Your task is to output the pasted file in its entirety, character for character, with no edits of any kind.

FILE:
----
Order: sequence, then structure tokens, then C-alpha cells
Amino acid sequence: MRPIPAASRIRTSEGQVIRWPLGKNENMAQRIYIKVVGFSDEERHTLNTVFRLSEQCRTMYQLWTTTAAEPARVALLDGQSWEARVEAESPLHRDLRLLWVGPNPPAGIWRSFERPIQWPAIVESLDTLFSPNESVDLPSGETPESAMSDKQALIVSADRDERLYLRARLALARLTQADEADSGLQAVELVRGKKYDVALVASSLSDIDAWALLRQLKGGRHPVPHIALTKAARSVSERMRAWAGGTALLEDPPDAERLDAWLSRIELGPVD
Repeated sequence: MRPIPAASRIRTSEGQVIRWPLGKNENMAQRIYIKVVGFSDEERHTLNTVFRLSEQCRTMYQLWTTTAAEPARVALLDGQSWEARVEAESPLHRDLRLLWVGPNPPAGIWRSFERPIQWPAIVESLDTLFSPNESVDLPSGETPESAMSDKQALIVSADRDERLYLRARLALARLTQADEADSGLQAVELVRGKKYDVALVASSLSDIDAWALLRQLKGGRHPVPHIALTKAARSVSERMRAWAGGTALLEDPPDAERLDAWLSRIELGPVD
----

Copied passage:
Order: sequence, then structure tokens, then C-alpha cells
Amino acid sequence: MRPIPAASRIRTSEGQVIRWPLGKNENMAQRIYIKVVGFSDEERHTLNTVFRLSEQCRTMYQLWTTTAAEPARVALLDGQSWEARVEAESPLHRDLRLLWVGPNPPAGIWRSFERPIQWPAIVESLDTLFSPNESVDLPSGETPESAMSDKQALIVSADRDERLYLRARLALARLTQADEADSGLQAVELVRGKKYDVALVASSLSDIDAWALLRQLKGGRHPVPHIALTKAARSVSERMRAWAGGTALLEDPPDAERLDAWLSRIELGPVD
Repeated sequence: MRPIPAASRIRTSEGQVIRWPLGKNENMAQRIYIKVVGFSDEERHTLNTVFRLSEQCRTMYQLWTTTAAEPARVALLDGQSWEARVEAESPLHRDLRLLWVGPNPPAGIWRSFERPIQWPAIVESLDTLFSPNESVDLPSGETPESAMSDKQALIVSADRDERLYLRARLALARLTQADEADSGLQAVELVRGKKYDVALVASSLSDIDAWALLRQLKGGRHPVPHIALTKAARSVSERMRAWAGGTALLEDPPDAERLDAWLSRIELGPVD